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Cisco NAC Agent
Cisco Network Admission Control (NAC) protects the Wellesley College network as well as all of the computers connected to it by requiring each Windows and Mac computer connected to the Wellesley College network to install the Cisco NAC Agent and authenticate to gain network access.
- Frequently Asked Questions
- Installing the Cisco NAC Agent on Windows
- Installing the Cisco NAC Agent on Mac OS X
Q: Why was the name changed from Clean Access to NAC?
A: NAC stands for Network Admission Control, which is the typical name for similar devices in the industry. Clean Access was the name of the product when Cisco purchased the Perfigo company a few years ago.
Q: Why is Wellesley upgrading to a new version of Cisco NAC?
A: The new version of Cisco NAC provides support for a number of software not supported in the previous version. This includes Windows 7 32bit and 64bit, Windows Vista 64bit, Mac OS X 10.6 (Snow Leopard), the latest versions of McAfee and Norton consumer anti-virus applications, and more.
Q: What does the Cisco NAC Agent do?
A: The Cisco NAC Agent does two things:
- It will prompt you to log in when your computer needs to re-authenticate. Re-authentication typically occurs if either your computer is disconnected from the network (unplugged, put into sleep mode, powered off, etc.) for more than 20 minutes, or if your computer has been continually connected for seven days.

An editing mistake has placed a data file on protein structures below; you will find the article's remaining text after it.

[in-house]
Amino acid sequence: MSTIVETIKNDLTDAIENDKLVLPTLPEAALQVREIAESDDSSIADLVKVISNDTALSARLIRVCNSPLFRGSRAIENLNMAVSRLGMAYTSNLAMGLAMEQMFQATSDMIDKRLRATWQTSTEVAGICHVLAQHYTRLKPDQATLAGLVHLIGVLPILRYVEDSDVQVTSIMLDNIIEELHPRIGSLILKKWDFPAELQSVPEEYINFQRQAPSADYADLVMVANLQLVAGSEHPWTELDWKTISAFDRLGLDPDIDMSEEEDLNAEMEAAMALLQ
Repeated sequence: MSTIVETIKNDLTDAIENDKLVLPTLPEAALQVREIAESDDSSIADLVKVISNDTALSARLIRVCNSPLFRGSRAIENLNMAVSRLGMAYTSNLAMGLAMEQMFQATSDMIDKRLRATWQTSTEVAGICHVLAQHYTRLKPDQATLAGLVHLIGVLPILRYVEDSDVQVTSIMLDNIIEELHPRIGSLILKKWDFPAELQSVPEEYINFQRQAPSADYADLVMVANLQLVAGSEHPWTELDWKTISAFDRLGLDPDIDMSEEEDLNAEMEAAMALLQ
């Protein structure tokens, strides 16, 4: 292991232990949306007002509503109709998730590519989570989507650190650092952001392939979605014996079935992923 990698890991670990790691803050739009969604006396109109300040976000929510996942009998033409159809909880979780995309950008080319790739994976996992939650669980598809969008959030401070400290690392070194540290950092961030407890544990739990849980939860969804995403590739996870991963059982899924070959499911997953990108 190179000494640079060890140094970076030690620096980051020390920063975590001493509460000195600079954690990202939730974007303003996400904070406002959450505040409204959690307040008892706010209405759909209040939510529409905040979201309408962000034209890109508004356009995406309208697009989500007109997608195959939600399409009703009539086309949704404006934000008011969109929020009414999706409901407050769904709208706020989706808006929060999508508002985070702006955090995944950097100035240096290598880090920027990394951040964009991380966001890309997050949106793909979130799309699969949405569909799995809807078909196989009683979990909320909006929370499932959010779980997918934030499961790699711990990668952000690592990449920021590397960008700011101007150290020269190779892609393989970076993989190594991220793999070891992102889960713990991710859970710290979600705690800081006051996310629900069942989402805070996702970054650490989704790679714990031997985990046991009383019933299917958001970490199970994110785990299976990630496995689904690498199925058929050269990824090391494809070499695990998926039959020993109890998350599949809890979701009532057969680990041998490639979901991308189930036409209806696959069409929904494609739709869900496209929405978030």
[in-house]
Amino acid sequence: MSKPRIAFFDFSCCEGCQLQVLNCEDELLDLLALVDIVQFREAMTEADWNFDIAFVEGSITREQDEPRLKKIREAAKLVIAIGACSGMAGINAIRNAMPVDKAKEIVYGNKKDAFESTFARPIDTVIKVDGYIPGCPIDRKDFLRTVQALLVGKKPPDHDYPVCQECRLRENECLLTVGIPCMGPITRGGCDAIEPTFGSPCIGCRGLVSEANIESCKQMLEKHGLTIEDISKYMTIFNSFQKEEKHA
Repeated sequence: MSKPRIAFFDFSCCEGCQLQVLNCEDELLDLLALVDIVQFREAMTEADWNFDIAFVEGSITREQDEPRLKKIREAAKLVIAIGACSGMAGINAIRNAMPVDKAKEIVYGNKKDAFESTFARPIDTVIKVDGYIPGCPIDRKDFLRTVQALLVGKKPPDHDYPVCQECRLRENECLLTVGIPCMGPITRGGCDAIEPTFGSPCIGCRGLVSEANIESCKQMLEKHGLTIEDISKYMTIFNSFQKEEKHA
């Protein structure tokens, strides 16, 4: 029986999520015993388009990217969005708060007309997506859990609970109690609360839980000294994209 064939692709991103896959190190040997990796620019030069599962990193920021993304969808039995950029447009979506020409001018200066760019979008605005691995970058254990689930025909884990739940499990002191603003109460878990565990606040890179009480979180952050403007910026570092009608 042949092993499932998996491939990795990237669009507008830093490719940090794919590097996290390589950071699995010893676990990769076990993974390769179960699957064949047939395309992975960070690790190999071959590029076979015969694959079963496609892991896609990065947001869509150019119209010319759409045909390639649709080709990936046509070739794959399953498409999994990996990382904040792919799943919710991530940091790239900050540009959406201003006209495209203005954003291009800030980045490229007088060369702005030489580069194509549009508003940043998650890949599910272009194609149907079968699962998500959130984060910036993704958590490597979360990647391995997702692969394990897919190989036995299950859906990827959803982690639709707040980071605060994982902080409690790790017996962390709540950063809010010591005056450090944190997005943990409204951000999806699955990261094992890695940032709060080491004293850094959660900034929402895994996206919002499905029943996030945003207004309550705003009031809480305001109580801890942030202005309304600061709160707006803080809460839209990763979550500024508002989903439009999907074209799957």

- During authentication on Windows computers, the Agent will scan your computer to make sure that you meet the security requirements.
Q: What are the current security requirements?
A: Security requirements differ based on a computer's operating system.
Windows computers are required to have the Agent installed, the latest critical and important Windows Updates installed from Microsoft, be configured to download and install those updates automatically, up-to-date supported anti-virus protection, and Malwarebytes' Anti-Malware.
Macintosh computers currently are only required to have the Agent installed and do not require any security checks.
Q: What if I have a network device that isn't a Mac or Windows computer?
A: Other devices, such as computers running Linux, mobile phones, or game consoles, are currently only required to authenticate through a web browser. These devices are usually detected properly and allow you to authenticate through a web browser without requiring a client.
If you have a network device that is not able to login through a web browser, such as mobile phone or game consoles, please contact the Help Desk at x3333 (faculty & staff) or x7777 (students). If your device is portable (mobile phone, PDA, iPhone, etc.), you will need to bring it to the Computing Help Desk for the exemption.
Q: How do I setup an Apple Time Capsule on campus so I can backup my computer?
A: Apple's Time Capsule is designed for home networks as both a backup server and wireless router. Since Wellesley's network is much more complex than a home network, you will need to disable the wireless router functionality while you are using it on campus. You can then connect to it to backup your computer by using an ethernet cable. Directions on how to do this can be found here.